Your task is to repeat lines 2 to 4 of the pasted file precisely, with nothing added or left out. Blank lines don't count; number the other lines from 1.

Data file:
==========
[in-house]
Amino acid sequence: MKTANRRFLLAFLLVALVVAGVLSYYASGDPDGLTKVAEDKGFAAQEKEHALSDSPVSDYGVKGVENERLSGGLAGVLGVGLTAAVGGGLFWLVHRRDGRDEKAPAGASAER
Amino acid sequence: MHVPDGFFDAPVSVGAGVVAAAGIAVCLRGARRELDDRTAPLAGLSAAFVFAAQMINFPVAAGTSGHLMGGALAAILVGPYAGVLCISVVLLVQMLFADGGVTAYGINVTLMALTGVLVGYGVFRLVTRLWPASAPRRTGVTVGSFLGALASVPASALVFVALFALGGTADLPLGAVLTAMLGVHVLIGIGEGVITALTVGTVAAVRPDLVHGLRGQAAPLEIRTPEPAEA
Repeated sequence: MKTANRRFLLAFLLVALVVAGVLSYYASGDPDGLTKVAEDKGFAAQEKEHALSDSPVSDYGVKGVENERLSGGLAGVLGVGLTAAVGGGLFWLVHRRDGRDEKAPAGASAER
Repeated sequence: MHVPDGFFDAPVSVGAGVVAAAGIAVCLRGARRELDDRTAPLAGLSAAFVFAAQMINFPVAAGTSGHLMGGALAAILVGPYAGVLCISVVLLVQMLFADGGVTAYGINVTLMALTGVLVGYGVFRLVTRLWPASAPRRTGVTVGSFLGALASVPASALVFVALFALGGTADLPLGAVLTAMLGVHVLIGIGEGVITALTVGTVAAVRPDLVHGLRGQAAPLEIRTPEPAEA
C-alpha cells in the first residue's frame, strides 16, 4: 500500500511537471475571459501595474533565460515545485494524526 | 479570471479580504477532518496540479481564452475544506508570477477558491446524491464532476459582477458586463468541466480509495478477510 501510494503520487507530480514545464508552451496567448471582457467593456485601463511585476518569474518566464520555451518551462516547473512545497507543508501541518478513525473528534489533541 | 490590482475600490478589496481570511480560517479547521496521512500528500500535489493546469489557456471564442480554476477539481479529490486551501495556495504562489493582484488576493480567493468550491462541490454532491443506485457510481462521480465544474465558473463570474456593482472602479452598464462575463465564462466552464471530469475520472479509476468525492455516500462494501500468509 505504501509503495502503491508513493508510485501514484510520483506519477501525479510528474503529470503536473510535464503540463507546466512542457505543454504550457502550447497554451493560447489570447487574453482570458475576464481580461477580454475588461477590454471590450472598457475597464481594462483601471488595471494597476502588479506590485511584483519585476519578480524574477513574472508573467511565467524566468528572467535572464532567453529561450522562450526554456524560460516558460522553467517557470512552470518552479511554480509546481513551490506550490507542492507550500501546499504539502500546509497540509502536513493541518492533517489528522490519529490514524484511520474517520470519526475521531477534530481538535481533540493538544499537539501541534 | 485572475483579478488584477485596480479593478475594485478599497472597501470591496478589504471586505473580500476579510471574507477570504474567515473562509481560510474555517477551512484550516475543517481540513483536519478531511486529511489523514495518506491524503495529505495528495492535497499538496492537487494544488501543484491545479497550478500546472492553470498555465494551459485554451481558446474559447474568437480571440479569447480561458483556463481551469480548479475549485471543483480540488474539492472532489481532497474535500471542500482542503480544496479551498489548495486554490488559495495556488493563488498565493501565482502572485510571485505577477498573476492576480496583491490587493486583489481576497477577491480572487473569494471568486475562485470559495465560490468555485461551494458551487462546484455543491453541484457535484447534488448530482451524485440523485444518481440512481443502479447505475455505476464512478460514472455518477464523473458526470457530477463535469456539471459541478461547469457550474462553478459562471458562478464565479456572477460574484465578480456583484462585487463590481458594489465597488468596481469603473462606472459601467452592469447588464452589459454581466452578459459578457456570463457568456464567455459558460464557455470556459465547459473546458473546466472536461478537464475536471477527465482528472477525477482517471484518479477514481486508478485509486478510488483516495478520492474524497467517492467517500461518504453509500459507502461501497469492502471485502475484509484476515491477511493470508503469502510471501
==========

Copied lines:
Amino acid sequence: MKTANRRFLLAFLLVALVVAGVLSYYASGDPDGLTKVAEDKGFAAQEKEHALSDSPVSDYGVKGVENERLSGGLAGVLGVGLTAAVGGGLFWLVHRRDGRDEKAPAGASAER
Amino acid sequence: MHVPDGFFDAPVSVGAGVVAAAGIAVCLRGARRELDDRTAPLAGLSAAFVFAAQMINFPVAAGTSGHLMGGALAAILVGPYAGVLCISVVLLVQMLFADGGVTAYGINVTLMALTGVLVGYGVFRLVTRLWPASAPRRTGVTVGSFLGALASVPASALVFVALFALGGTADLPLGAVLTAMLGVHVLIGIGEGVITALTVGTVAAVRPDLVHGLRGQAAPLEIRTPEPAEA
Repeated sequence: MKTANRRFLLAFLLVALVVAGVLSYYASGDPDGLTKVAEDKGFAAQEKEHALSDSPVSDYGVKGVENERLSGGLAGVLGVGLTAAVGGGLFWLVHRRDGRDEKAPAGASAER